Throughout the state of California, as the novel coronavirus pandemic began to spread, residents anticipating closures and prolonged “stay at home” orders flocked to cannabis dispensaries to stock up on products. Massive amounts of customer and patient traffic led to record setting levels of marijuana sales in the state earlier in the month. However, as Safer at Home orders such as the one implemented in Los Angeles County become further extended, decreasing incomes and going into ‘conservation mode’ have caused cannabis sales to swiftly decline, days after reaching new highs.
According to MJ Biz Daily, on March 2, sales of recreational marijuana in California, Colorado and Washington state were all up over the same time period in the previous year, ranging from just an 8% increase in Colorado to a much more significant 88% in California. By March 9, sales in all three states had skyrocketed, with year-over-year sales jumps of 46% in Colorado, 100% in Washington state and 159% in California.
Be that as it may, by March 21, sales fell in California, landing at just a 23% year-over-year increase. In Colorado and Washington state, sales dipped below those from the previous year.
“We noticed an increase in sales beginning on March 2, both in the number of transactions per day and dollars per order. Sales continued to steadily increase until March 19. We noticed a huge surge on Thursday, March 19, right after L.A. announced its Safer At Home directive. That day was our busiest sales day ever,” says Lauren Fontein, co-founder of West Hollywood cannabis shop the Artist Tree.
“In our busiest week, sales were up about 40 percent from pre-coronavirus levels. Starting on March 20, sales have been down about 45 percent from that peak–so lower than our average sales before coronavirus.”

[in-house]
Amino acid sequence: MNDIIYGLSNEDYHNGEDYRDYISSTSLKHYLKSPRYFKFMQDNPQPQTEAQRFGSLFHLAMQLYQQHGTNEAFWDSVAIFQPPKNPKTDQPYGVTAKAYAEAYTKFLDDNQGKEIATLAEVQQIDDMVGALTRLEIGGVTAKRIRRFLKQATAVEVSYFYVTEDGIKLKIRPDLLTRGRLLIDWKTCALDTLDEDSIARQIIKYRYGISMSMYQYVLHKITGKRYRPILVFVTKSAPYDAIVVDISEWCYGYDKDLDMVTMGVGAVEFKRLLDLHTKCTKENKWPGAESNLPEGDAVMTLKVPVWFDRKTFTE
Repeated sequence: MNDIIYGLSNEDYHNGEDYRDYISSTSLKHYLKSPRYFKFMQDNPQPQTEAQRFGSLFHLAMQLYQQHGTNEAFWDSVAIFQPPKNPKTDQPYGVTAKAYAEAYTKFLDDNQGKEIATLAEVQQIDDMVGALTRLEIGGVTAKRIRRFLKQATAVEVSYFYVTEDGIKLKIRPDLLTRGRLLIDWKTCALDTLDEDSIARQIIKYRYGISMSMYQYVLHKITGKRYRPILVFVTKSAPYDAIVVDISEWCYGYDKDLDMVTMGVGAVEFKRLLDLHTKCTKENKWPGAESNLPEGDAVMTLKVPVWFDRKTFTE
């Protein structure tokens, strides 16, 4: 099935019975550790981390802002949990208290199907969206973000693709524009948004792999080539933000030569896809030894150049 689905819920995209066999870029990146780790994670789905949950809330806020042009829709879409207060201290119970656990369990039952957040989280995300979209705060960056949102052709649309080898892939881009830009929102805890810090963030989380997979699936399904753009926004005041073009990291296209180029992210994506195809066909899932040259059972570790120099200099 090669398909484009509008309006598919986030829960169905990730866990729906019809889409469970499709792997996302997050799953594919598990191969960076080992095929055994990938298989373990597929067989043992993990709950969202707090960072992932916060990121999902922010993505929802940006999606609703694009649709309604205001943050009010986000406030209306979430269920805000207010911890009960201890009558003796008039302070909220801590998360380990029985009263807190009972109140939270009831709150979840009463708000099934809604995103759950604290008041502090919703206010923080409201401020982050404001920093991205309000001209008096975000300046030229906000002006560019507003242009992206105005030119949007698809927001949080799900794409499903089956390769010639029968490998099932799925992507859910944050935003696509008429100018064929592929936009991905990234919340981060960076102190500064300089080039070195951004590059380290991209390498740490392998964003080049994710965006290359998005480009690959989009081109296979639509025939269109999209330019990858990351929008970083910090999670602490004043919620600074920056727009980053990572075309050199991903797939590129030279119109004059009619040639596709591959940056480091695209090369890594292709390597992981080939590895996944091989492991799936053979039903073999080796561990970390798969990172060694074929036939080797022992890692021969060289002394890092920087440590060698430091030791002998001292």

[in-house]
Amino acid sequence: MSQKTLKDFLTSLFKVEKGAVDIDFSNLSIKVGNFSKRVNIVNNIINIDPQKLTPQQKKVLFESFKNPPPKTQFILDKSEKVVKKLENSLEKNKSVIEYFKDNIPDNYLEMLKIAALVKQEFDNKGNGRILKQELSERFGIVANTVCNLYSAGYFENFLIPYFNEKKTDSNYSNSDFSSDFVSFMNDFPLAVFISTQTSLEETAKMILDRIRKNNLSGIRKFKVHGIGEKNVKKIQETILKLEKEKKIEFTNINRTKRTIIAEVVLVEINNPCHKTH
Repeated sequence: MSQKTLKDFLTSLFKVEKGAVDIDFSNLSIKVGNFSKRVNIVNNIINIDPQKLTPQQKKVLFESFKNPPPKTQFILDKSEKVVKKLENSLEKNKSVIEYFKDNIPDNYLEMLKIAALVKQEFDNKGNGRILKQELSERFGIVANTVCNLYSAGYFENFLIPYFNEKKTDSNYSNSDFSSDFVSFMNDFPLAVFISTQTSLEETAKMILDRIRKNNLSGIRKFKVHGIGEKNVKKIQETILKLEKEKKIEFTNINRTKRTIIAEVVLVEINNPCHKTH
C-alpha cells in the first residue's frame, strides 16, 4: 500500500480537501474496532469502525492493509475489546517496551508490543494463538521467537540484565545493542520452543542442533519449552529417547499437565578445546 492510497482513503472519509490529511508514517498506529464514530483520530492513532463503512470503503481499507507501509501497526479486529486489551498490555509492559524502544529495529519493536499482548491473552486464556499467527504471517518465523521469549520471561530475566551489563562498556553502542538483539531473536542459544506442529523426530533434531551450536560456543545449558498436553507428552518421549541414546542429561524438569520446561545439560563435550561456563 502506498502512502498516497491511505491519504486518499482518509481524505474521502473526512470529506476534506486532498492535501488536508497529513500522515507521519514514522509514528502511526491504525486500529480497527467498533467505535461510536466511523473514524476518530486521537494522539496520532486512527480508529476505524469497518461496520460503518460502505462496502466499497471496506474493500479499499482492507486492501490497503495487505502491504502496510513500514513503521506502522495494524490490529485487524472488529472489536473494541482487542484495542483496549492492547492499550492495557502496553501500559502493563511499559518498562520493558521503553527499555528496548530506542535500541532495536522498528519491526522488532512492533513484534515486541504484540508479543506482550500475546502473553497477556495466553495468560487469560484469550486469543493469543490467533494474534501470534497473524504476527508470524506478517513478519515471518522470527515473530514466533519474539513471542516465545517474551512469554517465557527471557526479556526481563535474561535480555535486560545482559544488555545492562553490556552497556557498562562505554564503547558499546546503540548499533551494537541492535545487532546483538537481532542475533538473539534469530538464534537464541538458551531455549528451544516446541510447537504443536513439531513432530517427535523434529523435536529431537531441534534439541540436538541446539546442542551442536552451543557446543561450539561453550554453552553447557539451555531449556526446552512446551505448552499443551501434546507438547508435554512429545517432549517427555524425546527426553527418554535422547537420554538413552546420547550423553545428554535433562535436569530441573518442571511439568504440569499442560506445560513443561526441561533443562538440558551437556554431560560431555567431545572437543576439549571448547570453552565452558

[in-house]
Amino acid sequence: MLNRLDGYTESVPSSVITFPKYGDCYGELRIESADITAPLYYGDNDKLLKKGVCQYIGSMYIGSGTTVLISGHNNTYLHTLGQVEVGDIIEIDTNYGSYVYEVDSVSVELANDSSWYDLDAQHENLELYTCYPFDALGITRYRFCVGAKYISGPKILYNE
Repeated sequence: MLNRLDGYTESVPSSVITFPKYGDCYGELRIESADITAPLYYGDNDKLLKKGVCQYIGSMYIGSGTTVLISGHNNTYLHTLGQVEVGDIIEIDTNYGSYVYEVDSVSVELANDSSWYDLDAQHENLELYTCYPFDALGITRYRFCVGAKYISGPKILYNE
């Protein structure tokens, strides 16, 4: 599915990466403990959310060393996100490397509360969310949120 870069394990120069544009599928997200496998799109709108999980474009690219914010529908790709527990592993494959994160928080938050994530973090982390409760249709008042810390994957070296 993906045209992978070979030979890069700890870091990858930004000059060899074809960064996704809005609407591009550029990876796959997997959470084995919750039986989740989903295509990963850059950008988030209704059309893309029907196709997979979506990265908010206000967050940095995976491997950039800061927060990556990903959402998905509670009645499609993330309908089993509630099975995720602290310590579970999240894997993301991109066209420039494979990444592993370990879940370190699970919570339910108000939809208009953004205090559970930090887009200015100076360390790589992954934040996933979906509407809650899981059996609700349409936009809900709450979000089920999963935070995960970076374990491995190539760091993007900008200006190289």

The Artist Tree has joined a growing number of dispensary and cannabis companies in launching delivery and express takeout methods in order to adapt to the decrease in business and make their products more accessible. Jane, an online cannabis retailer marketplace, reported a delivery sales increase of 116% since January.
When one of Jane’s retailers reached out to request the set up of a curbside takeout purchase option, not dissimilar to ones that many restaurants use, Jane built the technology and made it available the next day.
“Adding curbside pickup as a fourth retail module was an unforeseen, but a natural extension of our existing offering–and we were able to transition seamlessly, nearly overnight, for thousands of dispensaries across the country,” says Jane CEO Socrates Rosenfeld.
Food delivery services such as GrubHub, DoorDash and Postmates have enacted “contactless” drop-offs, in which drivers and customers do not have to interact face to face. But under California law, a driver is required to deliver a customer’s purchase by hand, verify their age and collect payment. Last week, cannabis activist group The Marijuana Policy Project sent a letter to governors across the country, including California’s Gavin Newsom, urging them to permit contactless cannabis deliveries for medical marijuana patients at the least.
“As governments around the world respond to the ongoing COVID-19 pandemic, MPP and other organizations and advocates are advocating for improved, safe access to cannabis in states with medical cannabis and legalization programs. It is crucial that cannabis remain available as dispensaries and regulators take steps to minimize the risk of spreading of the virus,” says the organization.
“You can sign our petition for safe access in times of coronavirus here.”